“Inglewood Compromise” sounds more like a Cold War era weapons treaty than a pact between football teams, yet the latter is what we’re facing. Now that it’s clear that Cowboys owner Jerry Jones has pushed for such a concept and that it may be gaining momentum, it’s time to start thinking about what it could mean for the teams at the center of the debate, and of course, our beloved Oakland Athletics.
Of the two Los Angeles stadium plans, Stan Kroenke’s vision at Hollywood Park (next to the Forum in Inglewood) is furthest along. Most of the land there has been cleared, including the area set aside for stadium construction. The same can’t be said for the land in Carson, which needs a final round of remediation before any construction can begin there. Inglewood is encountering some resistance in the form of FAA objections over the height of the stadium and the materials used for it, but these issues can be mitigated. Besides, other stadia have been built beneath airport landing approaches before, including SAP Center and Levi’s Stadium.
While the NFL is pushing for 50/50 partnerships regardless of site, it’s clear that Kroenke would run the show in Inglewood whereas Dean Spanos would do the same in Carson. That goes for stadium design to some level of revenue control. If Mark Davis could find a way in he’d be happy with the arrangement, if only because his team’s revenue-generating capacity would be so much more than the abysmal figures he’s been pulling down in Oakland. The thinking is that under the Inglewood Compromise, Kroenke would provide concessions that Spanos needs to ditch the Carson plan, whatever that entails.
That would leave Davis as the odd man out, locked out of the LA market perhaps forever. The Raiders would be stuck with Bay Area, namely Oakland, as its best local hope for a new stadium. Oakland has been largely consistent in saying it would provide no public money, though it has gone a little softer in opening the doors for infrastructure financing.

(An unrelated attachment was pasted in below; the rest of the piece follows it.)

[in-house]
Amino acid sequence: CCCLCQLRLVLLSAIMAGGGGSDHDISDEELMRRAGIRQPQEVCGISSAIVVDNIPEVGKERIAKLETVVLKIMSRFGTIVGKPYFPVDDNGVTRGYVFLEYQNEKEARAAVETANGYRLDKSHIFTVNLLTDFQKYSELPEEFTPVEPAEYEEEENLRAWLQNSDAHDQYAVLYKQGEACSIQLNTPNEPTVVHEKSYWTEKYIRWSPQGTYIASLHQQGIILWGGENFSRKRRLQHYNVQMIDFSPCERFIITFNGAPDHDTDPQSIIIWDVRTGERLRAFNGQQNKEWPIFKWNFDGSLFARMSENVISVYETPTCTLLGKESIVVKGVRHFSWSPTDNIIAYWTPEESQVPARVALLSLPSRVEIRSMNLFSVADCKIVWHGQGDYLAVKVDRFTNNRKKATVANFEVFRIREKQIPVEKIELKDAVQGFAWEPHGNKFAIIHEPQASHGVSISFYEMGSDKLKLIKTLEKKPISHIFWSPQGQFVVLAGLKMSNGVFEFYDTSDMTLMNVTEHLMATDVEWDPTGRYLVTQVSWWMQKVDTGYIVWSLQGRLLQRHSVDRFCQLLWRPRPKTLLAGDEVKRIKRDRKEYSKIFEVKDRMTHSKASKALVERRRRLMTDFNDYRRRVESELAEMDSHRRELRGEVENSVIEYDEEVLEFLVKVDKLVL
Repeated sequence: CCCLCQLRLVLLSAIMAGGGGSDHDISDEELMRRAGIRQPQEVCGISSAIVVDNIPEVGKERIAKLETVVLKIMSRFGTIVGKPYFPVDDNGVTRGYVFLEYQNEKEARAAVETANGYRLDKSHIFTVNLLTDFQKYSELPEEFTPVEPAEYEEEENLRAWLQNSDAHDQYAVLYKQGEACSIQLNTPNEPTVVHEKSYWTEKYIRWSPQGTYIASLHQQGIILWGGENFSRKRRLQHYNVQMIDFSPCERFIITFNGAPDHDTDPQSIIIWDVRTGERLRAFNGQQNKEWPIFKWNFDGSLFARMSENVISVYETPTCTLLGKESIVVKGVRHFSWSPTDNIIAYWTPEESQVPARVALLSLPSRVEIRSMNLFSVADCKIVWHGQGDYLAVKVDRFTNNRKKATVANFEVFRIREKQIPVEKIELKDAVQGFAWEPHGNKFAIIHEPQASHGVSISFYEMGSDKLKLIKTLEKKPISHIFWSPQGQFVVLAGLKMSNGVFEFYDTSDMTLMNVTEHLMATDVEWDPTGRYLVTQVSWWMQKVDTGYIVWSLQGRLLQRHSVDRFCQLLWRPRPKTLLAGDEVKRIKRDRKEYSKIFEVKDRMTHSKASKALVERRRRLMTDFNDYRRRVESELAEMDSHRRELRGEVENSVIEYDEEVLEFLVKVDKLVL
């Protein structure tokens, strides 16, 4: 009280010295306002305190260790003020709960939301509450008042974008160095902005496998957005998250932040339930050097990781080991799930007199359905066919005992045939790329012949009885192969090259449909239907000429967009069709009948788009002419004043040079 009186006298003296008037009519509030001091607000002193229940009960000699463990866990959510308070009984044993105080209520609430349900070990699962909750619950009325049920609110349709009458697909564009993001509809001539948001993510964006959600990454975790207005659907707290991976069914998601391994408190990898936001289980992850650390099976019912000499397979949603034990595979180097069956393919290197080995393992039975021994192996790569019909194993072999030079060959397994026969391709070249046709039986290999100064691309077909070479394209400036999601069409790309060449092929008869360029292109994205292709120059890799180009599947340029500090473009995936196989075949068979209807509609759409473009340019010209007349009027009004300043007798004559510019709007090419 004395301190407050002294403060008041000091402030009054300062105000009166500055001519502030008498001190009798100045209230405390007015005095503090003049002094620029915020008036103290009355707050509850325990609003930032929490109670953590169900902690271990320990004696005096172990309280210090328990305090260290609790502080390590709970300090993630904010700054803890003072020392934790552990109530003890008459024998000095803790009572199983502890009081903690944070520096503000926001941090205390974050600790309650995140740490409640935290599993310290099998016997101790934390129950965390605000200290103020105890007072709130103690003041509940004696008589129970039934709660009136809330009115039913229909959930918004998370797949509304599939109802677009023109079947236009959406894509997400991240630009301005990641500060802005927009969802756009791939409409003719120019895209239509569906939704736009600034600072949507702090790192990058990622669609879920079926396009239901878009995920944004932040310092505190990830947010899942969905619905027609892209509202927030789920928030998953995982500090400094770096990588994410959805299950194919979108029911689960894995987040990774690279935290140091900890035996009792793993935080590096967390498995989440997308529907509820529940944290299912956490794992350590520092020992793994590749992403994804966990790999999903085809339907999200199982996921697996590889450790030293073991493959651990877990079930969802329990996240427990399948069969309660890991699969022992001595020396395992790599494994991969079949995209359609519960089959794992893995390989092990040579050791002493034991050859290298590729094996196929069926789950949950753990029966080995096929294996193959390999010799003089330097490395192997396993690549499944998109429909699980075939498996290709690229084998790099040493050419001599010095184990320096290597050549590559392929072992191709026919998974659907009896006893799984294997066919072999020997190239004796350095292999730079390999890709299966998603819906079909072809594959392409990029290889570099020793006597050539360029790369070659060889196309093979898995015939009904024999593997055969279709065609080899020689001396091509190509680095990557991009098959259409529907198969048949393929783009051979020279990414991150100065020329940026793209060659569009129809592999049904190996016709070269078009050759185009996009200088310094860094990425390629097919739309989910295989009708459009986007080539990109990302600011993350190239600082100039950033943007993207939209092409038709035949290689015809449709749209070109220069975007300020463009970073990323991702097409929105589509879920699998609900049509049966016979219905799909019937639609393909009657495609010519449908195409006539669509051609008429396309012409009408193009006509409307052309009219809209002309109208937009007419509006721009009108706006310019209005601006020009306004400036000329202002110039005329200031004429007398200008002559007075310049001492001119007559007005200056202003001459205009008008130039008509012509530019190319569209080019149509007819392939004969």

Assuming the Inglewood Compromise moves forward and crystallizes, the options the NFL could provide to the Raiders could come in a number of forms, even taken separately or together.
- The simplest option would be an extension of current talks between the Raiders and Oakland. At the moment there remains a $400-500 million funding gap on a $900 million stadium that would be the smallest in the league while not having the amenities or cachet necessary to host a Super Bowl. Raider fans are holding out hope that some of the potential $1.1 Billion in relocation fees paid by the Rams and Chargers could be rerouted to Oakland. Given that Roger Goodell shot down a similar idea floated by St. Louis stadium principals, it seems unlikely at this stage or Oakland. Goodell also dismissed the initial framework of Oakland’s proposal for the Raiders, calling it insufficient. More fleshed out proposals from St. Louis and San Diego were also considered insufficient as well. If it wanted, the NFL could create a new funding mechanism outside the existing G-4 loan program to help bridge the gap. However, I suspect that the NFL won’t consider loosening the purse strings unless the City of Oakland at least matches that extra money. By that I don’t mean land rights or sales, since land is considered table stakes for any stadium deal. I mean cold hard cash. So if Davis comes up with $200 million and the NFL matches it, the league could provide another $100 million or more but only if Oakland also matches that piece, $100+ million. Without that, I can’t see how the NFL could take Oakland’s overtures seriously.